The Smithsons, Alison and Peter, were the first representatives of the postwar generation. Fiercely critical of the Festival style, they expressed a determination to remake architecture in the name of ordinary people without ceasing to be radical. Their design for housing in the Golden Lane Competition (1952) showed how the access decks for high-rise housing could become “street decks,” linking different quarters together with a pedestrian network free from traffic circulation. This was not simply a proposal for housing; rather, it was a fundamental reworking of the city and, in theory, a way of building whole towns. The open-air access deck had been instituted through poor-law housing built by the Peabody Estate in the 1890s, and the system was now adopted by municipalities. The Smithsons provided intellectual leadership for the younger generation, addressing themselves to the architectural establishment as would-be reformers. Their polemic against what they called the “wasteland of the Four Functions” brought an end to the bureaucratic rationalism of CIAM (Congrès Internationaux d’Architecture Moderne) and replaced it with the more self-critical although short-lived meetings of Team X.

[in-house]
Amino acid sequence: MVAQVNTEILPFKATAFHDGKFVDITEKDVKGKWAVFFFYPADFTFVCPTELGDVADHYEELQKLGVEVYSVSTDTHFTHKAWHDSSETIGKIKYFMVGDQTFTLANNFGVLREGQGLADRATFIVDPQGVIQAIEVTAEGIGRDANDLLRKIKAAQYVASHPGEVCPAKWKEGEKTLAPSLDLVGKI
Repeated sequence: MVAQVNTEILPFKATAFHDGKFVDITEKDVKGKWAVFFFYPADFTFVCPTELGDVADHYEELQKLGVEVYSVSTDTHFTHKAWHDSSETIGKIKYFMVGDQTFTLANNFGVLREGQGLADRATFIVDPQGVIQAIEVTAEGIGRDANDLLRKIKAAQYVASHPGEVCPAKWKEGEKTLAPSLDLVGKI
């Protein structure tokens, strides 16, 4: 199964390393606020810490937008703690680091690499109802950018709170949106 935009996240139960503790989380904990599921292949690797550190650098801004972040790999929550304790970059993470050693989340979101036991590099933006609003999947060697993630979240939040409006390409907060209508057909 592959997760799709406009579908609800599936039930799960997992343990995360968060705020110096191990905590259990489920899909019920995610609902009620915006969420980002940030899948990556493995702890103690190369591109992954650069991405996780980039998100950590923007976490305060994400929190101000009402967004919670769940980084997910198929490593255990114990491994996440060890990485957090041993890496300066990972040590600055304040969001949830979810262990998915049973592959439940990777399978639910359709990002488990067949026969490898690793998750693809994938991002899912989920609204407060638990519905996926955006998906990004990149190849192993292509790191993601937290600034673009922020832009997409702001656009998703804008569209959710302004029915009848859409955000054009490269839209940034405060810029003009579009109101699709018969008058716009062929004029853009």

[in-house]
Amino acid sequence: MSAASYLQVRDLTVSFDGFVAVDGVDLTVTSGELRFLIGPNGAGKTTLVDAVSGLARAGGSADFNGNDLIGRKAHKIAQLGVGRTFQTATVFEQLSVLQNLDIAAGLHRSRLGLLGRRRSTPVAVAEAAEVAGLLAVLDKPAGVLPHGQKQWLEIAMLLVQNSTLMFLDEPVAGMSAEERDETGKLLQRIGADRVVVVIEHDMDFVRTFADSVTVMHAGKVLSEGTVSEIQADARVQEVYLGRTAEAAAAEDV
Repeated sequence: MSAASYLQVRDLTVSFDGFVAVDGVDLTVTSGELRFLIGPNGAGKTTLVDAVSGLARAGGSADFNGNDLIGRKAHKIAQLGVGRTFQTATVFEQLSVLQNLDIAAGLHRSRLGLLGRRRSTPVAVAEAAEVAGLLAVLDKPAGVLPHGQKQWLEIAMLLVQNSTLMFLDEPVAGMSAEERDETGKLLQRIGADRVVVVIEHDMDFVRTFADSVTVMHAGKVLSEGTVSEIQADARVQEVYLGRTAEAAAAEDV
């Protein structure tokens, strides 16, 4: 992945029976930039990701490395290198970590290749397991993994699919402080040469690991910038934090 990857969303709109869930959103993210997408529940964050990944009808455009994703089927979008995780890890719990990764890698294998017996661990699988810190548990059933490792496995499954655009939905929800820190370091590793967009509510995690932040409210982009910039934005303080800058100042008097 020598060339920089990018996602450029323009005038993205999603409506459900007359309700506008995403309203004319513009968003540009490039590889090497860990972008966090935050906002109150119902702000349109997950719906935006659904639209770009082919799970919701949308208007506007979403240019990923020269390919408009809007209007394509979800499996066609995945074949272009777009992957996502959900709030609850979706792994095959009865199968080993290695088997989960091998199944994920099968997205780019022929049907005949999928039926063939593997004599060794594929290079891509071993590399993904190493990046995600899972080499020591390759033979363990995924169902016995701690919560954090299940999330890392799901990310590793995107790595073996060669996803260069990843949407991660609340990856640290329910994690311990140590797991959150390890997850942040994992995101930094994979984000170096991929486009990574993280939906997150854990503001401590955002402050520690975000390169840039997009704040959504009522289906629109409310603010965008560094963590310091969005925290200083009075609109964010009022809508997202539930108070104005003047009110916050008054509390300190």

Their design for Hunstanton School (1950–54) was broadly Miesian in origin but less monumental, reflecting also the influence of Rudolf Wittkower, who had brought the achievements of Palladio into new focus: if Palladio could create architecture out of farm buildings, surely the modern architect could do it with utilitarian sheds. The light steel structure was used with an extreme economy, and structural walls, pipes, and services were left exposed. The result, in the view of the critic Reyner Banham, was the defining moment of a new approach—the New Brutalism—seeking an absolute honesty by exposing the mechanisms as well as the structure. Although hardly a British invention, Brutalism dominated British architecture for several decades. It was an important influence in the formation of the Archigram Group by Peter Cook in 1962 and led on to the High-Tech style, which by the 1980s had become the dominant style in Britain.